If I would have described my parents as strict when I was sixteen, I see in retrospect that they simply cared about me. Like most good parents, they understood that children need rules. They need someone to say no.
Children thrive inside of healthy and reasonable boundaries, and caring parents create such boundaries because they recognize that chores, good manners, and, in their teenage years, a curfew don’t keep their children from expressing themselves but rather help them mature into well-rounded individuals.
The physical borders of the canvas determine what can be painted there. Poets use rhyme, meter, and line breaks to draw out unlooked for words and meanings. Constraints create rather than limit creative possibilities.
Is a child so different than a poem?
None of us lives in a vacuum, and we’ve had experiences with people who don’t play well with others. You may have heard someone say that children don’t have problems, only parents have problems: children amplify or illuminate their parents’ idiosyncracies and mistakes. The parents who believe in “free expression”—a decision to not spank their kids, which as I’ve observed, easily morphs into an absence of any discipline whatsoever—can handicap their children.
While the enlightened parents rant about the moral superiority of sparing the rod and the irreparable harm that violence does to children’s delicate psyches, their little jerks are interrupting the conversation, ripping toys out of the hands of other kids, or yanking on the dog’s tail. Cool. Thanks for providing our community with another egomaniac.
Without pruning, they grow wild and unmanageable like a forgotten hedge. One person calls it freedom, and another calls it neglect.
Teachers, coaches, and other parents will spend the next two decades trying to finish the job that the parents neglected, attempting to drive a few fundamental truths through the thick skulls of someone else’s spawn:
· Nobody owes you anything.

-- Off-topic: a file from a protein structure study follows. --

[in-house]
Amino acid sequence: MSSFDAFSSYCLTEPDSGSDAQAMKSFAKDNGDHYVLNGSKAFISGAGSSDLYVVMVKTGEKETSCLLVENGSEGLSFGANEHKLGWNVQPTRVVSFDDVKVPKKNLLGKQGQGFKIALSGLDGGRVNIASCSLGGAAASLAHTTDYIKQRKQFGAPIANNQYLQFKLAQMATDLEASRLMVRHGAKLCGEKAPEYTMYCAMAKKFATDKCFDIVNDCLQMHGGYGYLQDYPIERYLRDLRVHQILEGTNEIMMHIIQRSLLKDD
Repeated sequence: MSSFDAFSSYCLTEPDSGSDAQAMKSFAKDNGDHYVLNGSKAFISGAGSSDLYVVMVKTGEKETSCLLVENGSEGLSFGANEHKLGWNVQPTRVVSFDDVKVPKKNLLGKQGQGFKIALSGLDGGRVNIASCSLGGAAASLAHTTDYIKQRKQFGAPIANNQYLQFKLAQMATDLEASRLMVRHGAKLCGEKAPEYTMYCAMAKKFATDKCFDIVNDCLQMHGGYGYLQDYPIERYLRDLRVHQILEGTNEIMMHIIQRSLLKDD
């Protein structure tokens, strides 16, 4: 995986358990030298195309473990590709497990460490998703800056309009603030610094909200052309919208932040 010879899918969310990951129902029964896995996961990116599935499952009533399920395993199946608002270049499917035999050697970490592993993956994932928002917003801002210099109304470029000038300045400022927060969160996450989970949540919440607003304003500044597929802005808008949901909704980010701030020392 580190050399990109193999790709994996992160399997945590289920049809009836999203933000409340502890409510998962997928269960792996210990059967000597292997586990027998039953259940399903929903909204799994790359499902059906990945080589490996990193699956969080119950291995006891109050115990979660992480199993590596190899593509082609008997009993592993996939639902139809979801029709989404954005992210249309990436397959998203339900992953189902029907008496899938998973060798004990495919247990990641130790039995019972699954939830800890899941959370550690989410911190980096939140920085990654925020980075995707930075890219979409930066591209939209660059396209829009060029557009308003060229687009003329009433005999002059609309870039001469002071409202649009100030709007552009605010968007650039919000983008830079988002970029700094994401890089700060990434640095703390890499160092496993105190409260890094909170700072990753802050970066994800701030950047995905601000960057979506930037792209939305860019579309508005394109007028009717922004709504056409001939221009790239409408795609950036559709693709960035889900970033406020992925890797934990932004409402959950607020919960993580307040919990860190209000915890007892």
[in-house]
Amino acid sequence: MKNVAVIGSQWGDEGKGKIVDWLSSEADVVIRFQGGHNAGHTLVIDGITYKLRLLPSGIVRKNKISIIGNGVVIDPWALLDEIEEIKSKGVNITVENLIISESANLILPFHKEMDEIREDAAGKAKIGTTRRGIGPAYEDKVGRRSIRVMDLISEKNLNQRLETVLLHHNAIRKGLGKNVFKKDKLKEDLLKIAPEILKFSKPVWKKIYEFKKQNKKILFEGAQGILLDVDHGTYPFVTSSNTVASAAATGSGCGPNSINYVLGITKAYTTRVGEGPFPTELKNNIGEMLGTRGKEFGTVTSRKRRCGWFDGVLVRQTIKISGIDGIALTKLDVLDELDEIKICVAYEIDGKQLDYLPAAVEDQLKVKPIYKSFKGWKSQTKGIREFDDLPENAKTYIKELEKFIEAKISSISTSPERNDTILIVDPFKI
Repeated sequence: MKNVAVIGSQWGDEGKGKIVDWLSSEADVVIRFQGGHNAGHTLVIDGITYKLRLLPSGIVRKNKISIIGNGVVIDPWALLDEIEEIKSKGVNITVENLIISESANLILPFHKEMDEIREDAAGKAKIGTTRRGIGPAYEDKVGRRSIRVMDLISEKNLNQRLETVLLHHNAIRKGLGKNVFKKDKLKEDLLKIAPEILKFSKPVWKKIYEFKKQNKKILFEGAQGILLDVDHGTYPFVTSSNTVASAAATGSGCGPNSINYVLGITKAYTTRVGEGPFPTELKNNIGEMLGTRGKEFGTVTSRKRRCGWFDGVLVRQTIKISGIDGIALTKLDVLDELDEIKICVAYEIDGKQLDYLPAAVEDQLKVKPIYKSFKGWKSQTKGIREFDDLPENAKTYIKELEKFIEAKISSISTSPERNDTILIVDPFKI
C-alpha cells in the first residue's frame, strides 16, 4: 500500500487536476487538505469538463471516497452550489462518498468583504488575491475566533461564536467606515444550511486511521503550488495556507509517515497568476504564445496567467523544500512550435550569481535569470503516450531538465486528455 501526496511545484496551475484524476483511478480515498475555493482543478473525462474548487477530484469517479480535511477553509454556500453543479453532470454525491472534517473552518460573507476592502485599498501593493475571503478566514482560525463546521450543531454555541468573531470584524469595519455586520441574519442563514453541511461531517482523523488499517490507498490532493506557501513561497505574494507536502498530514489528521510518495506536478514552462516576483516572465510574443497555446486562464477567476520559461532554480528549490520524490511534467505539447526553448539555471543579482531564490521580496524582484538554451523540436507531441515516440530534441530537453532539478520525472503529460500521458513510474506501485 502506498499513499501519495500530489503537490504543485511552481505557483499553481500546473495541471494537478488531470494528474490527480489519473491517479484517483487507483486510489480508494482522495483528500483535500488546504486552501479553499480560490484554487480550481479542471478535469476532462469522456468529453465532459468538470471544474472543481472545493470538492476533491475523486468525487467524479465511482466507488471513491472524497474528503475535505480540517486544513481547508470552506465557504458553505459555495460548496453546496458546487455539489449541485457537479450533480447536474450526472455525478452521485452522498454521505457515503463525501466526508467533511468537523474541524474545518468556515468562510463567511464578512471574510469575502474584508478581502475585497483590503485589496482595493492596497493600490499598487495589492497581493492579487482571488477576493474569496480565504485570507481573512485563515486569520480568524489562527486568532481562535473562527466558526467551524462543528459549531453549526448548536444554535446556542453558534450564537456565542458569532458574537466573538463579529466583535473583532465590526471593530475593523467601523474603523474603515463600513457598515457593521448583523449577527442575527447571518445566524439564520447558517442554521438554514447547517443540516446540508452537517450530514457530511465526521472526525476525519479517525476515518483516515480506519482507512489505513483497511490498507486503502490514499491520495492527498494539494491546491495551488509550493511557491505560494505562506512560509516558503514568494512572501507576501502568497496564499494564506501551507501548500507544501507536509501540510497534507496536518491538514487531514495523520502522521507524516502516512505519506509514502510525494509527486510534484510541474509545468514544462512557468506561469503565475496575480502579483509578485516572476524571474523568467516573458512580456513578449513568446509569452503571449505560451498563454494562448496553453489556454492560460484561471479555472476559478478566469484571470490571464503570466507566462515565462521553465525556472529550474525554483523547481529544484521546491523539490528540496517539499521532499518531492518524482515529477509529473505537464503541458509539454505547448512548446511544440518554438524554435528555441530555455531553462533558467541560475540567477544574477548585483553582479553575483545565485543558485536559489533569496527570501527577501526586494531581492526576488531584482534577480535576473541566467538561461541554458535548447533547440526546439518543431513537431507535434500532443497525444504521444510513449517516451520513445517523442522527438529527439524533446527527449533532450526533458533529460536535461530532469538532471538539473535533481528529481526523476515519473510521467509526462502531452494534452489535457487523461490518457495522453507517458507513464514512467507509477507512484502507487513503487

· Your entitlement complex will undermine your ability to maintain healthy relationships.
· Don’t think that you can trample social etiquette and then be praised for your boldness and originality; cool disregard for other people’s feelings and needs is not the same thing as “being true to yourself.”
· Temper tantrums are an unsophisticated form of manipulation; they irritate us and make you look foolish and immature.
Complete freedom is a mirage the same way true democracy is a myth. Even if we somehow managed to traverse the desert and attain that oasis, we would discover within it a pervasive sense of disquiet—a directionless, purposeless abandonment to our own whims and petty lusts. Left to our own devices, would we really choose altruism? No.
If we could do anything we wanted, we would either do nothing or destroy ourselves. Put a bunch of children in a room with no supervision and see if something doesn’t end up broken and someone crying. William Golding’s Lord of the Flies is an allegory of men left to their own devices. Without discipline and fences, we are babies with breasts or facial hair. We must be taught that a life characterized by self-sacrifice and service to others is a life of richness and contentment.
The summer after my senior year of high school, I was dating a girl who had been accepted at Clemson. We both knew she’d be leaving, but we waited to break up until seven hours before she drove out of town. I would not recommend sprinting toward the cliff in this fashion, but that’s another story.